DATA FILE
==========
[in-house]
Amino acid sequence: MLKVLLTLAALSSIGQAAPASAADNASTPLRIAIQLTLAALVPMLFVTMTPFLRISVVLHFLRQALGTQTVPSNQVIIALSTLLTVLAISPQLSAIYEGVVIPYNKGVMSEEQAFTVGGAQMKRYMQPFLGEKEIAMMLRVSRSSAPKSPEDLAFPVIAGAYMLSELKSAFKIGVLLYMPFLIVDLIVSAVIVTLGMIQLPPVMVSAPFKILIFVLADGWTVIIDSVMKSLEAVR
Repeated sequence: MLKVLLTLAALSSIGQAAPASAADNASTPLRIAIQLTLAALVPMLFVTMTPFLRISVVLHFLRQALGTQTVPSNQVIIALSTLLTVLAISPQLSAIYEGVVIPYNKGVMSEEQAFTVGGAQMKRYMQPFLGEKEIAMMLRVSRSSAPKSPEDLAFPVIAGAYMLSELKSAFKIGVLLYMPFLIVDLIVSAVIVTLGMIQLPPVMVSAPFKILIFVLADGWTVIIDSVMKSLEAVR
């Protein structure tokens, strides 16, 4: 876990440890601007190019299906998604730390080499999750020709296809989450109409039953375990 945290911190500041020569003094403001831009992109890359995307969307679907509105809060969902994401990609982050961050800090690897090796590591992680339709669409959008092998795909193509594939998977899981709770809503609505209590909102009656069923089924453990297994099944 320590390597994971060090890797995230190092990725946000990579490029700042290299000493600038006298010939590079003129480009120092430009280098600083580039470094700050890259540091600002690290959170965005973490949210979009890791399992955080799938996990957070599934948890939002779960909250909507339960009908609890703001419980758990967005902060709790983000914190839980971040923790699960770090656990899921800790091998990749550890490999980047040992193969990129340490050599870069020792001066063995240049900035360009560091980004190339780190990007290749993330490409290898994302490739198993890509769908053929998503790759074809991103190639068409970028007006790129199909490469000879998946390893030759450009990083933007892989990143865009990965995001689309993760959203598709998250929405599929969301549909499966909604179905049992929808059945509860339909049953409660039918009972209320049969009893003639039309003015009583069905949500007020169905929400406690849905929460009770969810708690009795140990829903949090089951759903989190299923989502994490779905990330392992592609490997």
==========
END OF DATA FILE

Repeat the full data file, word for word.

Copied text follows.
[in-house]
Amino acid sequence: MLKVLLTLAALSSIGQAAPASAADNASTPLRIAIQLTLAALVPMLFVTMTPFLRISVVLHFLRQALGTQTVPSNQVIIALSTLLTVLAISPQLSAIYEGVVIPYNKGVMSEEQAFTVGGAQMKRYMQPFLGEKEIAMMLRVSRSSAPKSPEDLAFPVIAGAYMLSELKSAFKIGVLLYMPFLIVDLIVSAVIVTLGMIQLPPVMVSAPFKILIFVLADGWTVIIDSVMKSLEAVR
Repeated sequence: MLKVLLTLAALSSIGQAAPASAADNASTPLRIAIQLTLAALVPMLFVTMTPFLRISVVLHFLRQALGTQTVPSNQVIIALSTLLTVLAISPQLSAIYEGVVIPYNKGVMSEEQAFTVGGAQMKRYMQPFLGEKEIAMMLRVSRSSAPKSPEDLAFPVIAGAYMLSELKSAFKIGVLLYMPFLIVDLIVSAVIVTLGMIQLPPVMVSAPFKILIFVLADGWTVIIDSVMKSLEAVR
């Protein structure tokens, strides 16, 4: 876990440890601007190019299906998604730390080499999750020709296809989450109409039953375990 945290911190500041020569003094403001831009992109890359995307969307679907509105809060969902994401990609982050961050800090690897090796590591992680339709669409959008092998795909193509594939998977899981709770809503609505209590909102009656069923089924453990297994099944 320590390597994971060090890797995230190092990725946000990579490029700042290299000493600038006298010939590079003129480009120092430009280098600083580039470094700050890259540091600002690290959170965005973490949210979009890791399992955080799938996990957070599934948890939002779960909250909507339960009908609890703001419980758990967005902060709790983000914190839980971040923790699960770090656990899921800790091998990749550890490999980047040992193969990129340490050599870069020792001066063995240049900035360009560091980004190339780190990007290749993330490409290898994302490739198993890509769908053929998503790759074809991103190639068409970028007006790129199909490469000879998946390893030759450009990083933007892989990143865009990965995001689309993760959203598709998250929405599929969301549909499966909604179905049992929808059945509860339909049953409660039918009972209320049969009893003639039309003015009583069905949500007020169905929400406690849905929460009770969810708690009795140990829903949090089951759903989190299923989502994490779905990330392992592609490997």